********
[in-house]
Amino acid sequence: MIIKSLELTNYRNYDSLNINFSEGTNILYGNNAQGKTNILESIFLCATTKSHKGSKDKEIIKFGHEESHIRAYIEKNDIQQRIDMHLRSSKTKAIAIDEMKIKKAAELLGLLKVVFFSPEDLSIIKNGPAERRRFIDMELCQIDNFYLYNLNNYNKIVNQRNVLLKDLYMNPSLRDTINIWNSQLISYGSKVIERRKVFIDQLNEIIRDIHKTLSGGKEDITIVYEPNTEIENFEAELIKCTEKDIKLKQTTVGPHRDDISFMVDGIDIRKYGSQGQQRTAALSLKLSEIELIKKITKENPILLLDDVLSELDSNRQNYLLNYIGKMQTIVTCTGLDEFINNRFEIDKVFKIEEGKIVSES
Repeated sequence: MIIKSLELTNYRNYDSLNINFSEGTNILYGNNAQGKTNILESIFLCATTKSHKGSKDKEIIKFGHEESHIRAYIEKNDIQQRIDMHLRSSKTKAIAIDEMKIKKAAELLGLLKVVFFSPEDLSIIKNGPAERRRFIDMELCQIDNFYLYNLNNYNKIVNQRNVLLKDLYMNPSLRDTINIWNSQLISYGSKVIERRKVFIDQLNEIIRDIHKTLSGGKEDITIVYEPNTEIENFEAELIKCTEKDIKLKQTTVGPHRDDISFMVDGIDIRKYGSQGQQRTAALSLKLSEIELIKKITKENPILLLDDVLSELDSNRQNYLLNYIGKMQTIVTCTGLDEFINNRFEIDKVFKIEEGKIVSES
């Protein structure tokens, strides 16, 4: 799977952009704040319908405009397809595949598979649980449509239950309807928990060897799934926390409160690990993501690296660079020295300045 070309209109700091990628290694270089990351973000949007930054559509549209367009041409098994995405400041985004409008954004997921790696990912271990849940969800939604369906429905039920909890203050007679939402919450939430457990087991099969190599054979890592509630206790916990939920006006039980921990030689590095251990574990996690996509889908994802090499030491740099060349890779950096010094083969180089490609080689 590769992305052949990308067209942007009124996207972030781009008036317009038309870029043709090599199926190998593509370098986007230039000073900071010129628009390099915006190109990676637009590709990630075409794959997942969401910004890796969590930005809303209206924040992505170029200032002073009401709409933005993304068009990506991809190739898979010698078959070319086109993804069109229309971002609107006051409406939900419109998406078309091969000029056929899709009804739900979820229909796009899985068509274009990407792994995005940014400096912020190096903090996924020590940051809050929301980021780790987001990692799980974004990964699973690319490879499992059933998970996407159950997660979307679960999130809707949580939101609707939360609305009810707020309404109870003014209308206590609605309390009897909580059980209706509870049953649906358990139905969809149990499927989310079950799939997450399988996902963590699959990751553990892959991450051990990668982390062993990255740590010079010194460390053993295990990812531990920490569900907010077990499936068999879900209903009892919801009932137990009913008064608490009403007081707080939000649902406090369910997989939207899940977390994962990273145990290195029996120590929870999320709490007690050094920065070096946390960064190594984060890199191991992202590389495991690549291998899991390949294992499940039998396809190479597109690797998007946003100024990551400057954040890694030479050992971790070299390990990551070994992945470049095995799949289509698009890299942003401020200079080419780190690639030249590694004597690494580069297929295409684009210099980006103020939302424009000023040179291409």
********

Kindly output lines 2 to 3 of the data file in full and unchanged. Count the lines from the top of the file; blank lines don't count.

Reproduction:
Amino acid sequence: MIIKSLELTNYRNYDSLNINFSEGTNILYGNNAQGKTNILESIFLCATTKSHKGSKDKEIIKFGHEESHIRAYIEKNDIQQRIDMHLRSSKTKAIAIDEMKIKKAAELLGLLKVVFFSPEDLSIIKNGPAERRRFIDMELCQIDNFYLYNLNNYNKIVNQRNVLLKDLYMNPSLRDTINIWNSQLISYGSKVIERRKVFIDQLNEIIRDIHKTLSGGKEDITIVYEPNTEIENFEAELIKCTEKDIKLKQTTVGPHRDDISFMVDGIDIRKYGSQGQQRTAALSLKLSEIELIKKITKENPILLLDDVLSELDSNRQNYLLNYIGKMQTIVTCTGLDEFINNRFEIDKVFKIEEGKIVSES
Repeated sequence: MIIKSLELTNYRNYDSLNINFSEGTNILYGNNAQGKTNILESIFLCATTKSHKGSKDKEIIKFGHEESHIRAYIEKNDIQQRIDMHLRSSKTKAIAIDEMKIKKAAELLGLLKVVFFSPEDLSIIKNGPAERRRFIDMELCQIDNFYLYNLNNYNKIVNQRNVLLKDLYMNPSLRDTINIWNSQLISYGSKVIERRKVFIDQLNEIIRDIHKTLSGGKEDITIVYEPNTEIENFEAELIKCTEKDIKLKQTTVGPHRDDISFMVDGIDIRKYGSQGQQRTAALSLKLSEIELIKKITKENPILLLDDVLSELDSNRQNYLLNYIGKMQTIVTCTGLDEFINNRFEIDKVFKIEEGKIVSES